Creating a risk probability chart provides a useful framework for deciding what risks need your consideration. When a risk is considered low impact and low probability, you can often ignore it. On the other end of the spectrum, a high-impact/high-probability risk is critically important.
Responding to an emergency also means a well-developed, rehearsed crisis communication plan. The U.S. government offers an excellent, detailed plan that you can adapt as your own. Download it.
The Essential Guide to Safety and Security: Best Practices for Meeting and Event Planning 2018 is free for MPI members, $49 for non-members and will coach you every step of the way.
The final phase, recovery, assumes the incident does not render the event unrecoverable and deals with the ability to restore the event after the crisis has passes. Consider, for example, bond trader Cantor Fitzgerald who occupied the top floors of the North Tower of the World Trade Center. Because the company had a plan in place, and even though they lost 658 employees on 9/11/2001, they were able to immediately shift their functions to their Connecticut and London offices, where surviving traders began settling trades by telephone. Operations were resumed in two days, partly with the help of backups, software and computer systems.
Once you have conducted research and analysis, begin the planning process in six steps.
- Formulate a collaborative planning team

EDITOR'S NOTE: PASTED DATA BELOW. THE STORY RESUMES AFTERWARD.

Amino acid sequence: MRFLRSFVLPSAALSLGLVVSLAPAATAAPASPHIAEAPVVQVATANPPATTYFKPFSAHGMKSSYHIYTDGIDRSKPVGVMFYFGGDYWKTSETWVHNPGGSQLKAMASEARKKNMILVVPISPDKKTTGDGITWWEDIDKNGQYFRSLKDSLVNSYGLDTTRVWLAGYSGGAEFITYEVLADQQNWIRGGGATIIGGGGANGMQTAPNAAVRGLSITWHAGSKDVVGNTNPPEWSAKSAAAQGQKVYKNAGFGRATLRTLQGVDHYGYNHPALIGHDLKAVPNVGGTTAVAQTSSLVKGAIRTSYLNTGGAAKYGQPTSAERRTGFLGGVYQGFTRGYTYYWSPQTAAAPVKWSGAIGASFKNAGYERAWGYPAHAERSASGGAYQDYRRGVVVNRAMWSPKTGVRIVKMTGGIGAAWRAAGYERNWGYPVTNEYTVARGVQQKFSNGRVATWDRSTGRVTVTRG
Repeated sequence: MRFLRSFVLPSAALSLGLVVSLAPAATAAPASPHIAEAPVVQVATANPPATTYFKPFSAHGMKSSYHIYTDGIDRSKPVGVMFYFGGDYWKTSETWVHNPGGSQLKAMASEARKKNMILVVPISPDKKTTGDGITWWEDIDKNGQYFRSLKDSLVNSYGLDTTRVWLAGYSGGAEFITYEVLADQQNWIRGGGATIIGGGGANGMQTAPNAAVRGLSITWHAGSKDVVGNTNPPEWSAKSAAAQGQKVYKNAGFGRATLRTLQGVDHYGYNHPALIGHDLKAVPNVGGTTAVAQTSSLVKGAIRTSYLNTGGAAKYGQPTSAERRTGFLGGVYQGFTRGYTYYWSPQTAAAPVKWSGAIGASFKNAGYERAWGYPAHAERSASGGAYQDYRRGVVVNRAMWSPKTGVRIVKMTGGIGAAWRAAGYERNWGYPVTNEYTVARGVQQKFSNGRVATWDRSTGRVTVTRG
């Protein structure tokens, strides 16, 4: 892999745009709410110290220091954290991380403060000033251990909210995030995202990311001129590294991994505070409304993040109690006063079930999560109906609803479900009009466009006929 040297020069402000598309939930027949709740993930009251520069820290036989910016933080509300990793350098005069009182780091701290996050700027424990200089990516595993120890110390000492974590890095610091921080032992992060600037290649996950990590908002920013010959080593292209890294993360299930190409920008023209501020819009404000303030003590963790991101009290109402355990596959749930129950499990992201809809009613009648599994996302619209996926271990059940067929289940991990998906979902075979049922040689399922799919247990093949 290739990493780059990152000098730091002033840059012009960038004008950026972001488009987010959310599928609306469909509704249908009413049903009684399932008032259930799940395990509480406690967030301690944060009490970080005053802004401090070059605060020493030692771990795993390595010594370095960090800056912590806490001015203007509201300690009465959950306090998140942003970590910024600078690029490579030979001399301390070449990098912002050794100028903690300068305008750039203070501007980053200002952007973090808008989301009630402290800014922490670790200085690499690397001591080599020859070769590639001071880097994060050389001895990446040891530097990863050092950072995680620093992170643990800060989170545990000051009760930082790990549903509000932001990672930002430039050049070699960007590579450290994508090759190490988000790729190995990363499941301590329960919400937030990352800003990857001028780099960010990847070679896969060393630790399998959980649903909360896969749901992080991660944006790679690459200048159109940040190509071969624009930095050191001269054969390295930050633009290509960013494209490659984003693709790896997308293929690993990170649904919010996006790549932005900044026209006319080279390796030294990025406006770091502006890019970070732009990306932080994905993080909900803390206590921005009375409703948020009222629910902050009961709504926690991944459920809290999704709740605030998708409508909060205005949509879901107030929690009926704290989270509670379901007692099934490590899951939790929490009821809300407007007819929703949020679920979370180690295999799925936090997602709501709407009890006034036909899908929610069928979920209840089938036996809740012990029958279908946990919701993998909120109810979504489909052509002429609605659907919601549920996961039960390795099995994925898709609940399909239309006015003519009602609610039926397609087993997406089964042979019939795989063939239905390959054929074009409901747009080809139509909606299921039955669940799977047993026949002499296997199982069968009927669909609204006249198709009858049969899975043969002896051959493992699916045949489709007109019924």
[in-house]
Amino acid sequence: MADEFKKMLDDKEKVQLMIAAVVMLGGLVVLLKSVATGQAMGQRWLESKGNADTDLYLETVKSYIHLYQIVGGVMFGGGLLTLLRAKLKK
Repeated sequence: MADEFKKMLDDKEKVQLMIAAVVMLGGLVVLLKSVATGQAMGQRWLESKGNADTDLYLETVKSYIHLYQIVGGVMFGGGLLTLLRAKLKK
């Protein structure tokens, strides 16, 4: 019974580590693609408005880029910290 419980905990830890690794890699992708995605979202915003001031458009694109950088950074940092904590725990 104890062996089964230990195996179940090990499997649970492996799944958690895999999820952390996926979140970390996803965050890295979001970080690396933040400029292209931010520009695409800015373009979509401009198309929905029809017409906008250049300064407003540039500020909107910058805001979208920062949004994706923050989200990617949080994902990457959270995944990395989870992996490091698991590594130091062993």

- Understand the situation
- Determine goals and objectives
- Develop the plan; identify courses of action
- Prepare the plan; obtain review and approval
- Implement the plan, rehearse it, maintain it and revise it
The safety and security of participants are the prime responsibility of the organization during an emergency. As situations develop and parameters of operability shift, organizations must provide a safe and secure environment for attendees, vendors and staff.
RELATED STORY: 8 essential event security details
And while you are in a risk-management frame of mind, why not also consider creating a plan for yourself and your loved ones.
Planning for protection
I asked a friend and colleague, Eric Rozenberg of Event Business Formula, for his views since he emigrated to the U.S. from Belgium for his family’s safety and security due to the explosion of antisemitism in Europe. In his words, “In an environment where danger exists, you cannot deny the reality to move. Lead, follow or get out of the way.” Eric went on to say that incidents can happen anywhere and at any time: “Preparedness is an attitude we must live by. Prepare your children without stressing them.” Keep a positive attitude. Even though Eric’s daughter was in school at Marjory Stoneman Douglas High School in Parkland, Fla., and is safe, Eric’s attitude is that “despite the Parkland event, the U.S. is the greatest country in the world. Whether for business or for family, prepare yourselves and your family to defend themselves mentally and physically.” Rozenberg’s daughters were trained in Krav Maga (a form of self-defense and physical training first developed by the Israeli Defense Force) on the use of reflective responses to threatening situations. The first thing taught by Krav Maga is if you CAN run, run.”
Eric concludes that “preparedness is a mindset to enjoy life and be prepared. Prepare by training your brain muscle.” Sound advice for business and personal plans.